Global Green Global is poised to change that. Dr. Chaalal explains, "Our focus is on reducing carbon emissions and addressing water salinity issues using a novel approach." By harnessing reject water from desalination plants and using CO2 to lower its salinity, Global Green Global not only curbs carbon emissions but also addresses water scarcity in the Middle East. At the core of Global Green Global's strategy is Dr. Chaalal's patent. "Our patent is the lifeblood of our operation," he says with conviction. It provides exclusive rights to their innovative process, empowering them to transform reject water into a valuable resource for emissions reduction and water purification. The patent safeguards their intellectual property from exploitation, giving them a competitive edge in the market. 

Navigating the path to patent acquisition is a multifaceted journey.  

Simply put it isn't a walk in the park, and Dr. Chaalal readily acknowledges the hurdles. "It's not just about inventing and patenting; it's about turning those ideas into tangible solutions," he says, his voice a mix of determination and practicality. 

One major obstacle lies in bridging the gap between having a patent and actually implementing the patented idea. Dr. Chaalal emphasises that holding a patent is just the first step. "It's like owning a key, but unless you unlock the door, the treasure remains hidden," he explains. This process requires funding, a dedicated team, and resources to turn concepts into reality.  

Another pressing challenge is the limited lifespan of patents. A patent has a short shelf life in the business world - 20 years. "A patent isn't a perpetual shield; it's more like a time-sensitive opportunity," he remarks. The urgency to capitalise on the patent's potential before it expires adds a layer of pressure to the equation.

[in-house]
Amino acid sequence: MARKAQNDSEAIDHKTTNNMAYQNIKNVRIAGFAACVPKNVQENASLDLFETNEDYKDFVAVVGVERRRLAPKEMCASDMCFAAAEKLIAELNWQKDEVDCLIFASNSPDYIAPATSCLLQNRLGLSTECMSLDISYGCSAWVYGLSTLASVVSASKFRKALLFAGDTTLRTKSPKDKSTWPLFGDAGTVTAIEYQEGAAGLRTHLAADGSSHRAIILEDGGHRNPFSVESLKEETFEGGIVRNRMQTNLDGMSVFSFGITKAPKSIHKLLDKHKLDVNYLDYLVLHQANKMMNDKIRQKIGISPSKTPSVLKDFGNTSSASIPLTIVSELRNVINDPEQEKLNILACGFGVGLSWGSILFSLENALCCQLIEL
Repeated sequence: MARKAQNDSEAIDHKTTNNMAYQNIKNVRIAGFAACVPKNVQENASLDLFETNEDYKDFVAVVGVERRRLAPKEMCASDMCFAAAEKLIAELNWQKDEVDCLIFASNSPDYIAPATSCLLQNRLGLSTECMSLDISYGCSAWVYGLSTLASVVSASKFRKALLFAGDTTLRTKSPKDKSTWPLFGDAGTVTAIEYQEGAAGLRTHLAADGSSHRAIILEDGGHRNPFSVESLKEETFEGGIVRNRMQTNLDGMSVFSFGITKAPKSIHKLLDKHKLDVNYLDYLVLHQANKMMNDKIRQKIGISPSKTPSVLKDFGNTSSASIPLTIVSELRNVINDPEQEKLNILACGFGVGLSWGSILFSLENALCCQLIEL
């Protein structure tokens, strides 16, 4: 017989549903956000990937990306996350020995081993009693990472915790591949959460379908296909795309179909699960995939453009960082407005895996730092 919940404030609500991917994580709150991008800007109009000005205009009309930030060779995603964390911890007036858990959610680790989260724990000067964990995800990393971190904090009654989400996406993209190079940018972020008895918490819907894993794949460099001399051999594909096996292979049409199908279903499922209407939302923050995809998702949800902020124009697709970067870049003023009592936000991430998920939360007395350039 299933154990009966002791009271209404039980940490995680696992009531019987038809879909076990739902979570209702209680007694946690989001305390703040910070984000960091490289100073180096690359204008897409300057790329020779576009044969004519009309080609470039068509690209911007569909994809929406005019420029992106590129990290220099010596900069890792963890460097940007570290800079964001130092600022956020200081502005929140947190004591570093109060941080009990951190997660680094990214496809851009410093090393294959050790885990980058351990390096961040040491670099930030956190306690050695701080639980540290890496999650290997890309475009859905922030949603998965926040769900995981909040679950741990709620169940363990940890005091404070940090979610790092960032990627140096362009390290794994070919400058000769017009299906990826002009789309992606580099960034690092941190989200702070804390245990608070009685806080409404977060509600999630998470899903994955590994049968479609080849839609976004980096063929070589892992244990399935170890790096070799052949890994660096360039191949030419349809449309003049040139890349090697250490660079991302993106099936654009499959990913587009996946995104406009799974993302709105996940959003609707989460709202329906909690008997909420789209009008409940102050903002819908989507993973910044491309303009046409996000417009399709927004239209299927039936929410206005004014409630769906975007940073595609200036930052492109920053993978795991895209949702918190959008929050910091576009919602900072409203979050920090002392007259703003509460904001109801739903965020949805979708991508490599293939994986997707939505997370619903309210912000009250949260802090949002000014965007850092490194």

Enter Takamul, a crucial ally that has provided support and guidance on this journey. Dr. Chaalal speaks highly of Takamul's role in simplifying the patent registration process and offering valuable mentorship. "Takamul has been instrumental in navigating the complexities of patenting," he says, noting their role in bridging the gap between academia and industry. 

In partnership with Takamul, Dr. Chaalal's mission gains traction. He's not merely holding a patent; he's actively shaping ideas into solutions. With their support, he's determined to surmount challenges, make the most of his patents, and create a lasting impact on society. 

For Dr. Chaalal, it involved collaboration with Abu Dhabi University and its supportive innovation department. "The university played a pivotal role in guiding us through the complexities of patent registration," he explains. Organisations like Takamul, the intellectual property arm of ADNOC, also provided crucial support, exemplifying the UAE government's commitment to fostering innovation.He insists that patents offer more than legal protection; they bridge the gap between ideas and real-world impact. "Patents aren't just for show; they're a commitment to making a difference.” 

In this saga of creativity and change, Dr. Omar Chaalal doesn't just talk about innovation; he lives it, manifests it, and most importantly, patents it.